If it be true, as the Scriptures teach, and all orthodox divines have ever held, that there is a real union by the Spirit between Christ and his Church, after the nature of the union between the head and the members, which did manifest itself in the primitive Church by the fellowship of his holiness and love, and mind, and power; then, as this union dependeth not upon time, place, and circumstance, but is spiritual, and essential to the church, the wonder is not that there should in our time be the like manifestations of Christ in the body as there were in the apostolic times, but that they should ever have ceased: and I feel assured that, if the Scriptures are to be taken as the rule of Christian faith and the principle of all Christian argument, the burden of proof lies all upon those who maintain they were not intended to continue, and not with those who expect and believe in their revival; for the word of God heareth one, and only one, testimony, which is, that the gifts of the Spirit are as much property of the Church as are the graces; nay, that these two were not separate the one from the other, but the outward and inward forms of the same in-dwelling of Christ. Wherever the gifts of the Spirit are mentioned in the Scriptures, they are spoken of as part and parcel of the Church’s endowment, until the time of her perfection come, and never divided from those moral and spiritual graces, which all confess to be of a permanent endurance. For example, in the institution of Christian baptism, the gift of the Holy Ghost, which Christ had entered into by going to the Father, and shed down upon the disciples in the form of cloven tongues of fire, is promised as the end and reward of that Holy Sacrament, in connexion with repentance and remission of sins. “Repent, and be baptised every one of you in the name of Jesus Christ for the remission of sins, and ye shall receive the gift of the Holy Ghost. For the promise is unto you, and to your children, and to all that are afar off, even as many as the Lord our God shall call.” Now, no one doubteth that Christian baptism doth convey to the believer the gift of repentance or change of mind towards God, and the remission or putting away of ours sins by the regeneration of the Holy Spirit of Jesus; and why should they doubt that it doth convey also the baptism with the Holy Ghost for speaking with tongues, and prophesying, and other supernatural manifestations of power; seeing that this, no less positively than the other, is held forth to all whom the lord shall call to the knowledge of his Son. Nay, far more specifically and peculiarly do the supernatural manifestations of the Holy Ghost belong to Christian baptism than repentance and remission of sins, which are common to use with John (Mark, i. 4). They who preach baptism as containing no more than regeneration, are but disciples of John the Baptist; for Christ baptiseth not with water (John, iv. 1), but with the Holy Ghost, (Page 320) after the manner which took place on the day of Pentecost (Acts, i. 5). And if the Christian Church be baptised into the thing which took place on the day of Pentecost, we should expect to find that same thing everywhere acknowledged to be in her throughout the apostolic writings. And so it is. After the Church of Jerusalem, which was baptised by Christ himself into this heavenly gift, cometh the Church of Samaria (Acts, viii), which having been evangelised by Philip the deacon, and baptised, was not suffered to remain without the gift of the Holy Ghost, but, being straightway visited by the apostles, was, by the laying on of their hands, endowed with power from on high. Next comes the Church of the Gentiles, first called in the person of Cornelius, the good centurion, and his household (Acts, x. xi.), who, having heard the Gospel at Peter’s mouth, and believed it, were baptised with the Holy Ghost by Christ himself, and then with water by the apostle. Next comes the Church of Ephesus (Acts, xix.), which Paul found walking in the power of John’s baptism of repentance and remission of sins, but as yet entirely ignorant of that work of the Holy Ghost, which began from the day of Pentecost, upon all of whom, having laid his hands they spake with tongues and prophesied. Besides these, we can specify the Churches of Galatia, among whom Paul “ministered the Spirit and wrought miracles” (Gal. iv. 5); and the Church of Corinth, whose endowments are given at length (1 Cor. xii. xiii. xiv.); and the Church of Rome (Rom. xii.); and all the Churches to which Peter’s catholic epistle was addressed (1 Pet. iv. 10, 11.) By these instances, against which there cannot be brought one instance to the contrary, it is put beyond question, that to be baptised with the Holy Ghost, and to put forth supernatural powers of the Divine nature, both inwardly in the holiness and enjoyment of the soul, and outwardly in the works of the Church, is as truly an essential privilege of the Christian Church as to be washed from her sins in the blood of Christ, or to be born again of water and of the Spirit, or to feed upon the flesh and blood of Jesus Christ. And that it was the experience of all the churches, as well as of those instanced above, to be endowed with power from on high, and to manifest the gifts of the Holy Ghost, is put beyond question by incidental expressions, occurring everywhere throughout the apostolical writings. For example, in writing to the Corinthians, among whom the gifts were in full exercise, Paul saith, “That in every thing ye are enriched by him, in all utterance, and in all knowledge; even as the testimony of Christ was confirmed in you; so that ye come behind in on gifts, waiting for the coming of our Lord Jesus Christ.” This shews that “utterance and knowledge” was the seal and confirmation of the preached and believed Gospel, and that the gifts of the Corinthians were common in the churches, so that they were nothing behind the rest, and that the end of the knowledge, utterance, and gifts, was to keep them waiting for the coming of the Lord. Again, “Apostles, prophets, evangelists, pastors, and teachers” (Eph. iv.)—gifts from the true Christ—are declared to be by him given “for the perfecting of the saints, for the work of the ministry, for the the edifying of the body of Christ,” until it come to its perfection, and to the measure of the stature of the fulness of Christ; that is, until the body be completed in all its members, until the number of the elect be accomplished. Again, “tasting of the heavenly gift,” and “being made partakers of the Holy Spirit,” and “the power of the world to come,” all of which signify the supernatural power, are classed among the first principles of the doctrine of Christ, in company with the enlightening of baptism, and the nourishment of the word, and the resurrection of the dead, &c. (Heb. vi.); and, finally, in Cor. xiii., it is expressly said, that speaking with tongues and prophesying, and the other gifts, still continue until “that which is perfect be come;” and that this is now come, no one but a self-blinded fool will dare to aver.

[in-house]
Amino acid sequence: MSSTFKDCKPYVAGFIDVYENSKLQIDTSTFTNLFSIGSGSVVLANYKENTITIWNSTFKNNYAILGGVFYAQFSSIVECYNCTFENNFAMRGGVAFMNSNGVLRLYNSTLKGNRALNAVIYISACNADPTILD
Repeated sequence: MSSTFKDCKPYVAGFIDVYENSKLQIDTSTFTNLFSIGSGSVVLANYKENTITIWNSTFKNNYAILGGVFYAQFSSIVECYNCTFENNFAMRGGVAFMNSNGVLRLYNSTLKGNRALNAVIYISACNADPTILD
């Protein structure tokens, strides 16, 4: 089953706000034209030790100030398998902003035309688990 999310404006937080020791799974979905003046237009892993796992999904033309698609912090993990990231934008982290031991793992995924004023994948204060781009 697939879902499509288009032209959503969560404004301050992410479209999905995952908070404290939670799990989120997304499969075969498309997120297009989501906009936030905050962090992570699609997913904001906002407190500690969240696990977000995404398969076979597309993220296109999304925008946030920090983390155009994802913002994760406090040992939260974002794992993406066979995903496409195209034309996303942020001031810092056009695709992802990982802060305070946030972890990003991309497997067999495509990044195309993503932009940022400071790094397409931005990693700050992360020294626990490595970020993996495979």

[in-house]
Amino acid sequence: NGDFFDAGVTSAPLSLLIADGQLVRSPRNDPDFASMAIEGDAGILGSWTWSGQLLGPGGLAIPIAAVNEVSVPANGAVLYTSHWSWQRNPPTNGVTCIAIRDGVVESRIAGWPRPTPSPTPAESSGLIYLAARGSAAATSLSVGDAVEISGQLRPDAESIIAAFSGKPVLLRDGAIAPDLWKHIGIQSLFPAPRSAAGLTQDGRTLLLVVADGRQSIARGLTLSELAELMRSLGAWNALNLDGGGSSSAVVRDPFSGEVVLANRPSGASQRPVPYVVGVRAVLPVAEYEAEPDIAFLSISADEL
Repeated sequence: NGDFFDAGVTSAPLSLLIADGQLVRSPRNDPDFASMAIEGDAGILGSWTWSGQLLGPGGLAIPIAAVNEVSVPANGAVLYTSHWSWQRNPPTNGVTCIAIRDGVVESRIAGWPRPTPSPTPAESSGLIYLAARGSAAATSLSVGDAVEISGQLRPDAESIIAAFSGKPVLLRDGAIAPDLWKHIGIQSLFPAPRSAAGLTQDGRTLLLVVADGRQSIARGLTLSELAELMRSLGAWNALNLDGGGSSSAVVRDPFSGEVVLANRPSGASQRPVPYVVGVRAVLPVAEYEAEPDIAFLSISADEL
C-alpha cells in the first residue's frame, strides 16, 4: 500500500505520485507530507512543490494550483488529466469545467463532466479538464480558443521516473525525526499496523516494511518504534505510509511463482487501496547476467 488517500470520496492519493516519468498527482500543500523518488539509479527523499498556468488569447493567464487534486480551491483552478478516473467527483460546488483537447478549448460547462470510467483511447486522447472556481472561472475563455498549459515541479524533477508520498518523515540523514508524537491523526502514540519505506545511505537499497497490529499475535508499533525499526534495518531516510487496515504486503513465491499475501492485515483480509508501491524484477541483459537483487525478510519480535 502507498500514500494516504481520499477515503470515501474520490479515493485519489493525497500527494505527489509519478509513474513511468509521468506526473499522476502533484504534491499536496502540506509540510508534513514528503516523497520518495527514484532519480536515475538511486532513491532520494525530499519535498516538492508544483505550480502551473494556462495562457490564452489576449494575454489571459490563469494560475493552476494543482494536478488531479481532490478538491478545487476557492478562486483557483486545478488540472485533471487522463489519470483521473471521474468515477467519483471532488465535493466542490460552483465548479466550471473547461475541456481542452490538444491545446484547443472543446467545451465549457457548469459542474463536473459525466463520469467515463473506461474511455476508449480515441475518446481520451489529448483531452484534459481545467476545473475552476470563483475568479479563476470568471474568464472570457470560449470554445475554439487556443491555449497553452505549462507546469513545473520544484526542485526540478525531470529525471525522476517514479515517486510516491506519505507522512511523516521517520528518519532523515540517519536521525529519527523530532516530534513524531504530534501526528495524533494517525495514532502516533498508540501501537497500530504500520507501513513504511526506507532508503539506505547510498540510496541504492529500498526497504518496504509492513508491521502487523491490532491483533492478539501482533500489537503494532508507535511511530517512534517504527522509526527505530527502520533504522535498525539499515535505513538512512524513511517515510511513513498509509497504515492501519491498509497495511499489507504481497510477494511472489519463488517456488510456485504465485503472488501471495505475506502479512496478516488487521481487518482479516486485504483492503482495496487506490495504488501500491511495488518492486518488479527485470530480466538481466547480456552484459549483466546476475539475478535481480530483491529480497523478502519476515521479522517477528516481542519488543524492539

Digitized by Charles A. Sullivan